Flynn also notes that some players simply don’t want the publicity about their faith. But Flynn has embraced his platform, using it as a witness for Christ.
“I tell people to not look at athletes as role models,” he says. “They will break your heart. There is only one role model who will never break your heart.”
Today, Doug Flynn enjoys life as a banker but some of his co-workers would not know he was a member of the Big Red Machine if not for some of his photos on the wall. It’s not the most important thing in his life.
“When people see me, I hope I don’t have to tell them that I am a Christian,” he says. “I want them to see something different. I want them to ask about it. A lot of them don’t care and that’s OK. But for someone like me to go as far as I did in baseball with a lack of talent, basically, God had to be doing that to give me this platform.”
Flynn has worked with Champions Against Drugs in the past and raises money, with Bench, for the Children’s Charity Golf Tournament in Lexington. He’s also active with USA Cares, an organization assisting military families. He’s also host of Reds Weekly with fellow Lexington native Jeff Piecoro and will work several Reds television broadcasts this year. In addition, Flynn hosts “Kentucky Life” on Kentucky Educational Television and hosts a weekly radio show devoted to fishing.
It’s all because an OK high school athlete made an impression at a Reds tryout camp. It blossomed into a big league career and a championship platform for Christ.
“That’s what it took to get a platform for me and draw me closer to where the Lord wants me to go,” Doug says. “Everybody has a platform.”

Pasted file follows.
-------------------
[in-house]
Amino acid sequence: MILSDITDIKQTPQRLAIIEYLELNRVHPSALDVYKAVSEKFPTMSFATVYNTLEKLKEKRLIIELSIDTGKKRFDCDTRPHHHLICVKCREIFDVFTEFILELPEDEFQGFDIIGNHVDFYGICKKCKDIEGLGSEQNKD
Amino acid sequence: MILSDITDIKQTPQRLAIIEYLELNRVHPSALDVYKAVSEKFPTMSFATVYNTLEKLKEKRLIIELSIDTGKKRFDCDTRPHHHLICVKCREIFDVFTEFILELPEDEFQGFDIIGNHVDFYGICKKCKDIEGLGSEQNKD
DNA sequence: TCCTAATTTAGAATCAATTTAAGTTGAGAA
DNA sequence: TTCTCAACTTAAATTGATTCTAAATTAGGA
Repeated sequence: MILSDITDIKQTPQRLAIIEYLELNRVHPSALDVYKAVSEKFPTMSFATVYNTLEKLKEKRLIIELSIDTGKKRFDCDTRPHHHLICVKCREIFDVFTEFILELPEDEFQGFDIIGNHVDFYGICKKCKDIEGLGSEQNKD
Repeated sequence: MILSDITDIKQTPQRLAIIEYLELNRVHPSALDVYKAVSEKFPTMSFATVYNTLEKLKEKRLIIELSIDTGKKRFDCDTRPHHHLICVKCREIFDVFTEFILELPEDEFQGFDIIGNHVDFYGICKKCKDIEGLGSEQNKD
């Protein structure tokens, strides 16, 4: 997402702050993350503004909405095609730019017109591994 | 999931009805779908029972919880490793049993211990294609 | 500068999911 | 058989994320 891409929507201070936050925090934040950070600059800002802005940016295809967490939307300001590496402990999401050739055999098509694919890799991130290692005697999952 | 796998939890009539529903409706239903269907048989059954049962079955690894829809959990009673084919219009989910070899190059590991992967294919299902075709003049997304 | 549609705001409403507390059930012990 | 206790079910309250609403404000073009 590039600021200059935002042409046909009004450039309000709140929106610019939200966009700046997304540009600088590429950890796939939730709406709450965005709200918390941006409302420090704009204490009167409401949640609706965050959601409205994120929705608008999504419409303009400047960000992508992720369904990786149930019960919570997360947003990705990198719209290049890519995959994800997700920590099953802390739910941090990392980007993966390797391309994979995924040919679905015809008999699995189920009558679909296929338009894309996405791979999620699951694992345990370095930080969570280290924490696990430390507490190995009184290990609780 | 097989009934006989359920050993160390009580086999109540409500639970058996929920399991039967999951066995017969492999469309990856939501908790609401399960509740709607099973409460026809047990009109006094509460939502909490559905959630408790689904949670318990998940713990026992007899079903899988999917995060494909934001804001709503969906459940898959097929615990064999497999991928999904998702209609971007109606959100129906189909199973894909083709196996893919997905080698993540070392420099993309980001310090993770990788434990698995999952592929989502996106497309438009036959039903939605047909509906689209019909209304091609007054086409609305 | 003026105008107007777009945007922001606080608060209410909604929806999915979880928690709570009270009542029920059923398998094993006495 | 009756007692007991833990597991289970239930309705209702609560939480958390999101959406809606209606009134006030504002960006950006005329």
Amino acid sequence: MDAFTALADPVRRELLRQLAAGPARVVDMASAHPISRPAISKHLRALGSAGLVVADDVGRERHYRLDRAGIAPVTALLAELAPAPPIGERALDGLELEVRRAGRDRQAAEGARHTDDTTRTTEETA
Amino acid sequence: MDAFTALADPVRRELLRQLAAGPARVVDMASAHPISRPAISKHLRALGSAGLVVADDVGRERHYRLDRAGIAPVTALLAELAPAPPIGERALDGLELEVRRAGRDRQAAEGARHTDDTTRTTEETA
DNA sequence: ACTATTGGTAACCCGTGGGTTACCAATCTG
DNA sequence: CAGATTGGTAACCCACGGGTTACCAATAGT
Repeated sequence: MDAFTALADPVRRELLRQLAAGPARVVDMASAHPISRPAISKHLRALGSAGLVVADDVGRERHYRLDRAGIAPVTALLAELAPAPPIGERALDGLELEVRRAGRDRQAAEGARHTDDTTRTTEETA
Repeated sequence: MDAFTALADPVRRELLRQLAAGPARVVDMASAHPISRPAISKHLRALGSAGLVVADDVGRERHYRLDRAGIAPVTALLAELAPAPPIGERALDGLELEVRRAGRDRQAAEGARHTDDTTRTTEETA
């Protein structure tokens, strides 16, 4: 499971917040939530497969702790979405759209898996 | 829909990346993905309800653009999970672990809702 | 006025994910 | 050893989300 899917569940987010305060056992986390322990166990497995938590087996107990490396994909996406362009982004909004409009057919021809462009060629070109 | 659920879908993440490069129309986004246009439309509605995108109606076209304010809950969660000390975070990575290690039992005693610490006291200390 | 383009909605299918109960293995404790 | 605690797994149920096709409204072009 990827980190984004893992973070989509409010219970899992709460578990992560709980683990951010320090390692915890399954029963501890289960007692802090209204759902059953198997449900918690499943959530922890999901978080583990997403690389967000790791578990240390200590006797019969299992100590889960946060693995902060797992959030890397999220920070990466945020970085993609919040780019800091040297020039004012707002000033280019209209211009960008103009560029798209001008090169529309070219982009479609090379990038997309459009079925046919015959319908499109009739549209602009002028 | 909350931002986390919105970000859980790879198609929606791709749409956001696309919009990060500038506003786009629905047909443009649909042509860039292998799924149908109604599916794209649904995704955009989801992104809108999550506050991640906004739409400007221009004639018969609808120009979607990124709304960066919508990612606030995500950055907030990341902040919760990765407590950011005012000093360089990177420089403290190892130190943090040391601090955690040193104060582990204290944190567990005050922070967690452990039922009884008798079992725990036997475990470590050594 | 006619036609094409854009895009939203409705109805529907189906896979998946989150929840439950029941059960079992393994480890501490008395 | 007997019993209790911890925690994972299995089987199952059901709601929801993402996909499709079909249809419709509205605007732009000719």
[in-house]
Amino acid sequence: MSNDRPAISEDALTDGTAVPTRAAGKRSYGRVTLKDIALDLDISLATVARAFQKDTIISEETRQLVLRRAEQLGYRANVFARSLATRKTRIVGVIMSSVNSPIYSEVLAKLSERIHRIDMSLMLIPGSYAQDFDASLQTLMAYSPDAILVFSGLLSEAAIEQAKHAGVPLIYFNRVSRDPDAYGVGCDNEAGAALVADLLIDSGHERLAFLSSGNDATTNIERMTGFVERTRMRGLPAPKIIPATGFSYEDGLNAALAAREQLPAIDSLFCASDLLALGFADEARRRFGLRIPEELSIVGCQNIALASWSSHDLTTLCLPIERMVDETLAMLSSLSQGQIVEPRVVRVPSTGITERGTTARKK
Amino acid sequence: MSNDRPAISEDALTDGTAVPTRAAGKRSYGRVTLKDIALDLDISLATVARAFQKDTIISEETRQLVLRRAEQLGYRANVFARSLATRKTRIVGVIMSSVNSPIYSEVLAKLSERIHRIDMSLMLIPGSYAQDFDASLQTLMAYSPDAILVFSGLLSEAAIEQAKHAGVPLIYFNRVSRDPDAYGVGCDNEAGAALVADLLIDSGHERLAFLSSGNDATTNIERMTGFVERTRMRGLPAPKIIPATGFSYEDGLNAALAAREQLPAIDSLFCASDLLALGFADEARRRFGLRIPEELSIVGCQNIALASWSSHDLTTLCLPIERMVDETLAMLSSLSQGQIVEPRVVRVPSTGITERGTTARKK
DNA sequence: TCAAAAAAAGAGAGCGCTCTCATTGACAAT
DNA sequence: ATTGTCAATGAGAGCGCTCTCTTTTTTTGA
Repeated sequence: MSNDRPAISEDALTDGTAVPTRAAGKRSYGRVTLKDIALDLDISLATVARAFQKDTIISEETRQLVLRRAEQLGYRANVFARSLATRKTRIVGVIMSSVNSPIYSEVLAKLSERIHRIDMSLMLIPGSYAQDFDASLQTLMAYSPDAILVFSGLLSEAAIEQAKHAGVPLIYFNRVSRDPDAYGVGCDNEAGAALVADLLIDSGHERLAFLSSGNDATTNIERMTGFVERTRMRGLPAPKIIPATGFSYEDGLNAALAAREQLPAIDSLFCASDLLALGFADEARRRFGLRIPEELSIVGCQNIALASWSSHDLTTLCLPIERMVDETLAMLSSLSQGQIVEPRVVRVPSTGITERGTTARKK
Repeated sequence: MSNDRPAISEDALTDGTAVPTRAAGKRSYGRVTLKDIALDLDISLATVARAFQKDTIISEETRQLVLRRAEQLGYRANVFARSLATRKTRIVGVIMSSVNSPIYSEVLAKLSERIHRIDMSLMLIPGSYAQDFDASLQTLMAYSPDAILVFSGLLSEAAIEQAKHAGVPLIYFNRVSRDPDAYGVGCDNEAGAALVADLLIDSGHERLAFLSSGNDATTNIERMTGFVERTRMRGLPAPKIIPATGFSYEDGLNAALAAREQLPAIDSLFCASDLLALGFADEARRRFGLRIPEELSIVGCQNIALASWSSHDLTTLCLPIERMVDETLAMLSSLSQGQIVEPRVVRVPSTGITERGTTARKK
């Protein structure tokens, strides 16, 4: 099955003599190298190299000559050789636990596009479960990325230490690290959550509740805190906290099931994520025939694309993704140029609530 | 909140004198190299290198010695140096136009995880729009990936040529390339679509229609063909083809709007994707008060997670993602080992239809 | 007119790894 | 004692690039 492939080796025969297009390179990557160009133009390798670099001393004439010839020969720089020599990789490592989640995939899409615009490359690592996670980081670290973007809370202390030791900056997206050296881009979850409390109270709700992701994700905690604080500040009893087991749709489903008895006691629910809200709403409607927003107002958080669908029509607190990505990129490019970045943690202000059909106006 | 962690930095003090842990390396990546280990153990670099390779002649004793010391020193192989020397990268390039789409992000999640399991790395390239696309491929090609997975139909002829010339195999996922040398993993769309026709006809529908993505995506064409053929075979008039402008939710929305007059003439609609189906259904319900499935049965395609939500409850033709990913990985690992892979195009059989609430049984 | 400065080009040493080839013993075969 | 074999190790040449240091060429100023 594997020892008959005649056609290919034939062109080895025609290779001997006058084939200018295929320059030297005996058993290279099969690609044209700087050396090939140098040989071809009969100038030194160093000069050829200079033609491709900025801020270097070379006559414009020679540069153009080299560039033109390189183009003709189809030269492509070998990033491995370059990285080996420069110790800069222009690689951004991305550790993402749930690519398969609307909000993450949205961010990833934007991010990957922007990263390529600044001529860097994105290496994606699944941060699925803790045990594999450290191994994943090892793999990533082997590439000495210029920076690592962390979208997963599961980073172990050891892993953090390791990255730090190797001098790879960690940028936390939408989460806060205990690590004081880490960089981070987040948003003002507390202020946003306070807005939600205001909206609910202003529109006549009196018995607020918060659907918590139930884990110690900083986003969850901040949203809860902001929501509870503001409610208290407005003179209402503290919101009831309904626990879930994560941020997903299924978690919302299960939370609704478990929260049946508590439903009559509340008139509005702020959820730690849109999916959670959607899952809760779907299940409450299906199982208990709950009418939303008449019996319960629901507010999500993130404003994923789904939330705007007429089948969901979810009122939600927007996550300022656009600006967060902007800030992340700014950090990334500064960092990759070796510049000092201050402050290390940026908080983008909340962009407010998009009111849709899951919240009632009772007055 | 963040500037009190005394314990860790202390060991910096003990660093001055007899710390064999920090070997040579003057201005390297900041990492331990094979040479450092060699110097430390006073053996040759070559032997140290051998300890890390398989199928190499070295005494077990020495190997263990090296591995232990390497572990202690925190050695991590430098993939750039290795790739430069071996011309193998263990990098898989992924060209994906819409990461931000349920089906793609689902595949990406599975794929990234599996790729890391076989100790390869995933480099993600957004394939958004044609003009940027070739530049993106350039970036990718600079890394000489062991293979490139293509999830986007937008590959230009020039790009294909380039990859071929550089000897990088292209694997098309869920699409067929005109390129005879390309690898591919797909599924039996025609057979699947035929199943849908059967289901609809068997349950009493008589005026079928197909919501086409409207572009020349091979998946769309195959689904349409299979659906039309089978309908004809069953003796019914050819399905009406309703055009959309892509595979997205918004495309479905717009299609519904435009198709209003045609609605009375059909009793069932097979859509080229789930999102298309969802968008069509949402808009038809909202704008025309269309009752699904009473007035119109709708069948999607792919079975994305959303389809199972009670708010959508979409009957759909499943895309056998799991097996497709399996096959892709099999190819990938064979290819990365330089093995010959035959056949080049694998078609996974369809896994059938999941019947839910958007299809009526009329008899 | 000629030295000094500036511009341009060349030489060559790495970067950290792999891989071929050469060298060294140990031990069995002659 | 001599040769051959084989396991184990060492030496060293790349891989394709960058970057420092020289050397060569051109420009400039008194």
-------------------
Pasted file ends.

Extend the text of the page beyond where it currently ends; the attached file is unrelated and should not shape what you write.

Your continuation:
But what about being “The Glue?”
“You want to hear the story?” Flynn laughs. “The Reds had the ‘Great Eight (from the 1975 and 1976 teams)’ back when the dedicated one of the statues outside (Great American Ball Park). I was introducing the players and said they were one of the greatest teams of all time but also one of the most underrated.
“I said, ‘Think about it. In 1970, they went to the World Series and lost to the Orioles. Then in 1972, they went back to the World Series and lost to the A’s. In 1973 and ‘74, they didn’t make it back.
“But then in 1975, a kid from Kentucky joined the team and they won the World Series. In 1976, they won the World Series. Then in 1977, that kid from Kentucky gets traded to the Mets and you never hear from them again.”
“Then someone in the crowd yelled out, ‘The Glue!’ So we had some fun with it. I have made up some shirts about it and donated the proceeds to military causes.”
The Glue of one of the greatest teams ever. Of course, it’s in fun.
But in Doug Flynn’s life, there’s little doubt God brought the pieces together and the bond is still there today.
Doug Flynn’s life as a singer
Doug Flynn is a huge fan of The Oak Ridge Boys and got a chance to travel with the country and gospel music Hall of Famers in 1981. “When (Major League players) went on strike in 1981, I rode with the Oaks about a week. Joe Bonsall and Richard Sterban are big baseball fans.
“One night they got me up on stage and said, ‘What do you want to sing?’ I said I knew most of their songs.
“They said, ‘You are not going to ruin our songs!’ So they got the band to play ‘Hey Good Lookin.’’
“Every night after the show, we would sit up until four or five in the morning just talking baseball.”
Flynn remains close friends with The Oaks and is often at their shows near Lexington.